WASHINGTON — The United States has completed negotiations with most of the world's major steel-producing countries on how to allocate U.S. import quotas for the next 2 1/2 years--with increases slated for Poland, South Korea and Mexico, apparently at the expense of Japan.
The new allocations are designed to fulfill a promise that President Bush made just before last year's election to extend the steel import quota program that was begun in 1984. The move came despite calls by critics to cut back on the quotas.
But U.S. officials said Friday the Administration is having trouble lining up U.S. trading partners to participate in a companion program designed to lay the groundwork for a new international accord to phase out government subsidies to steel industries around the world.
In a prototype pact recently signed with the European Community, the Administration was forced to exempt most existing steel operations in Europe from the anti-subsidy move and to accede to a broad list of exceptions, from environment-related subsidies to those intended to help avert plant-closings.
Under the Administration's double-barreled approach, the United States provides foreign steel producers who agree to reduce or phase out their own steel subsidies a small increase over their previous import quota. Eighteen countries out of 29 have signed on so far.
Many foreign steel producers receive heavy government subsidies, which give them an unfair advantage over steelmakers from countries that provide no such incentives. As a result, the subsidized firms often underprice American steelmakers in global markets.
U.S. steelmakers are chafing a bit over details of the new quotas and subsidy phase-out accords, but they have told supporters that they are reluctant to criticize the package openly for fear of angering the Administration and jeopardizing the quota extension.
They also wonder how effectively the new programs can be enforced. Although U.S. steelmakers will still be able to file trade complaints at home if foreigners violate the pacts, the accord calls for setting up international arbitration to settle any disputes.
That provision "worries" steel companies in the United States, according to a source close to the industry. He described the industry's response as "grumbling, but not apoplectic" about the agreements that have been struck.
The essential completion of talks on the quota extension climaxes 10 weeks of negotiations with other countries by officials of the U.S. trade representative's office. The quotas cover 29 steel-producing nations. Canada, which also sells steel here, is not part of the program.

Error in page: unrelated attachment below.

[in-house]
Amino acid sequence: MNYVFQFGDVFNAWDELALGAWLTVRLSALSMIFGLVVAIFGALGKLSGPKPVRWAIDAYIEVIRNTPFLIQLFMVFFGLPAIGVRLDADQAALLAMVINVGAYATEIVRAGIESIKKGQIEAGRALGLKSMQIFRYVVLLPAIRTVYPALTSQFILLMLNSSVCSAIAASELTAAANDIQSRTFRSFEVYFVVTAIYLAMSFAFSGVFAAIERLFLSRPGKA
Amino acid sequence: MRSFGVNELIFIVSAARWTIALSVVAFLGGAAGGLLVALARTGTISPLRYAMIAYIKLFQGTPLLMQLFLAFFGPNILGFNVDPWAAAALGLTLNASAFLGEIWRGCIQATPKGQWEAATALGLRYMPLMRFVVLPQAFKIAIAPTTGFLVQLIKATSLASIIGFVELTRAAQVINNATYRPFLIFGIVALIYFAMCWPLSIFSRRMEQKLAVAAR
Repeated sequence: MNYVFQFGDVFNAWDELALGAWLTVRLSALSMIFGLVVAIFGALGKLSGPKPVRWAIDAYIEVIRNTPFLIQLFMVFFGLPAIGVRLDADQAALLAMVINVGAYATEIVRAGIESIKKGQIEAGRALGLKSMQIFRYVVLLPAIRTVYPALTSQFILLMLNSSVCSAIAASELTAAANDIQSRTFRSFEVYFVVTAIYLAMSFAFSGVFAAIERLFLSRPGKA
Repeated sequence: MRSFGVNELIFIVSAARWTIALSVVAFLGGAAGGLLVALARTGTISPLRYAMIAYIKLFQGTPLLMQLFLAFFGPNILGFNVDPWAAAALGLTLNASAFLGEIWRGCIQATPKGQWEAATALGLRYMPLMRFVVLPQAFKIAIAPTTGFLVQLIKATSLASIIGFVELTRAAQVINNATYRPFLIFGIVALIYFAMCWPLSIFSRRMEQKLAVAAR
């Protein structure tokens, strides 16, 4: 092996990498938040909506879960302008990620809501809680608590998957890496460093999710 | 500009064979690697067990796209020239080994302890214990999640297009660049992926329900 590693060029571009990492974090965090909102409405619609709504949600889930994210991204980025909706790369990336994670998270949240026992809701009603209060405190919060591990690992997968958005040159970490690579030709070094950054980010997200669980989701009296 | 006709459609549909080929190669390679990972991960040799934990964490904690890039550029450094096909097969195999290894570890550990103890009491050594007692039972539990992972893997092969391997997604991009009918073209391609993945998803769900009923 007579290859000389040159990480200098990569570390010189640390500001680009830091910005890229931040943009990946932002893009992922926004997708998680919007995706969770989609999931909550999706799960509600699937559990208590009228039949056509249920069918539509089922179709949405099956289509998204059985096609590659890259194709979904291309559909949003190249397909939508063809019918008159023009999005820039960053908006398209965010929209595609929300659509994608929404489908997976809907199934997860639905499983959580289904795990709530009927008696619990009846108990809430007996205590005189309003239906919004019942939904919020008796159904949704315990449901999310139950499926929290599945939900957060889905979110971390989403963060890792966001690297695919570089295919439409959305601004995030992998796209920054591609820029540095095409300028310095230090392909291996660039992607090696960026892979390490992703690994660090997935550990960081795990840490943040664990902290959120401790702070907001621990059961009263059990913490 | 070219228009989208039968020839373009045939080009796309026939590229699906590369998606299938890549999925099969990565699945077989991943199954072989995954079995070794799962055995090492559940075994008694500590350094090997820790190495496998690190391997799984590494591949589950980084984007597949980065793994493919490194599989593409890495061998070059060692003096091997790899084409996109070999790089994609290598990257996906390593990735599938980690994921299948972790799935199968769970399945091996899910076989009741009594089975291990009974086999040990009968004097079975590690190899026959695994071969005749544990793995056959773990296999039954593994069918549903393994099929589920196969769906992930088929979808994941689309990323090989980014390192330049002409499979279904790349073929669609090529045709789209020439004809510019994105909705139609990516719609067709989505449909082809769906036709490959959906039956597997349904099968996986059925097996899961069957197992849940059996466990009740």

Officials said two countries--Brazil and Argentina--have still not signed pacts agreeing to comply with specific quotas for their shipments to the United States. In both cases, however, the volume of steel they ship is relatively small and one or both may sign by the end of next week, the officials said.
The United States uses about 100 million tons of steel each year, about 80% of which is produced domestically. Since the quota program began, it has squeezed imports to about 20% of the total, down from 26% in 1984. It also has exacerbated supply shortages.
Although Bush disappointed free-trade advocates when he pledged last November to extend the import-quota program, he shocked the industry in July by announcing that he would phase them out in 2 1/2 years rather than continuing them for a full five years, as U.S. steelmakers had sought.
He also ordered U.S. Trade Representative Carla A. Hills to begin negotiations aimed at forging "international consensus" to end government steel subsidies globally by 1992. The U.S. steel industry has received import protection since 1968.
U.S. strategy in negotiating the new quotas was to keep most of the previous limits for individual countries intact, while providing a small "bonus" to countries that agreed to join in working to reduce existing subsidies or phase them out.
To accomplish this, the Administration reduced Japan's share of the U.S. steel market to 5% of domestic consumption for the next 15 months and 5.3% from then through March, 1992. Japan's quota had been 5.8% of the U.S. market, but it used only three-fourths of that amount.
The Japanese agreed to the pact Thursday evening. U.S. officials said that unless Tokyo had acceded, the entire program could have fallen apart.
The new program will allow the 12-nation European Community a small increase--to 7% of the U.S. market, from 6.68% in the 1984-89 period.
U.S. officials said the new quota allocations will effectively double the share alloted to Mexico, pushing it to 0.8% of the U.S. market, from 0.4% before. And Poland's quotas will be increased by about 40%.
South Korea's quota also will rise, to 2.45% of the U.S. market, from 1.95% previously, but most of that is designed to accommodate a new joint venture between the Pohang Iron & Steel Co., South Korea's largest steel producer, and USX Corp., formerly U.S. Steel.
Others, including Romania, Hungary, Trinidad and Tobago, China and Czechoslovakia, all receive only marginal changes.